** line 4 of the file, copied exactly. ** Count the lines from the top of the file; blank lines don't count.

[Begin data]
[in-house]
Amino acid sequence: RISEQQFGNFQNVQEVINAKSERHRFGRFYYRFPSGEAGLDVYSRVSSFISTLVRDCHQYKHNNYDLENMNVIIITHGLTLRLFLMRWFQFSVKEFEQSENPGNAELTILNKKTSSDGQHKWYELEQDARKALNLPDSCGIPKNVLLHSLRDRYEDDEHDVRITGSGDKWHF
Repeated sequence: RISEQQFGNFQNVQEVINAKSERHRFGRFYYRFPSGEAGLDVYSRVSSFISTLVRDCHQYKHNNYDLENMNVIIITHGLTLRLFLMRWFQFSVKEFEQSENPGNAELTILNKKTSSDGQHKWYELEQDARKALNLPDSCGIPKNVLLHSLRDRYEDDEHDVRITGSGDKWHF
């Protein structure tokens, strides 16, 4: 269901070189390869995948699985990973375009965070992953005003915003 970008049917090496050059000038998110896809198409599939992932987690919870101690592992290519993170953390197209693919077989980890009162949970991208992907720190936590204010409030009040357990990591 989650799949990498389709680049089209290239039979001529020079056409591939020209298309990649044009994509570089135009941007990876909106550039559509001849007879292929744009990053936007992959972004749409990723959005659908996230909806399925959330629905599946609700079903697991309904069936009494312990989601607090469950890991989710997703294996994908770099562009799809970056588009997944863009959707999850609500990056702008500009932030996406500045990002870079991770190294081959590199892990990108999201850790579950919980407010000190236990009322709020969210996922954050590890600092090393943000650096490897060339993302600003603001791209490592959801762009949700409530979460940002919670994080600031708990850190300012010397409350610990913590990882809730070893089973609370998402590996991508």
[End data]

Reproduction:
């Protein structure tokens, strides 16, 4: 269901070189390869995948699985990973375009965070992953005003915003 970008049917090496050059000038998110896809198409599939992932987690919870101690592992290519993170953390197209693919077989980890009162949970991208992907720190936590204010409030009040357990990591 989650799949990498389709680049089209290239039979001529020079056409591939020209298309990649044009994509570089135009941007990876909106550039559509001849007879292929744009990053936007992959972004749409990723959005659908996230909806399925959330629905599946609700079903697991309904069936009494312990989601607090469950890991989710997703294996994908770099562009799809970056588009997944863009959707999850609500990056702008500009932030996406500045990002870079991770190294081959590199892990990108999201850790579950919980407010000190236990009322709020969210996922954050590890600092090393943000650096490897060339993302600003603001791209490592959801762009949700409530979460940002919670994080600031708990850190300012010397409350610990913590990882809730070893089973609370998402590996991508």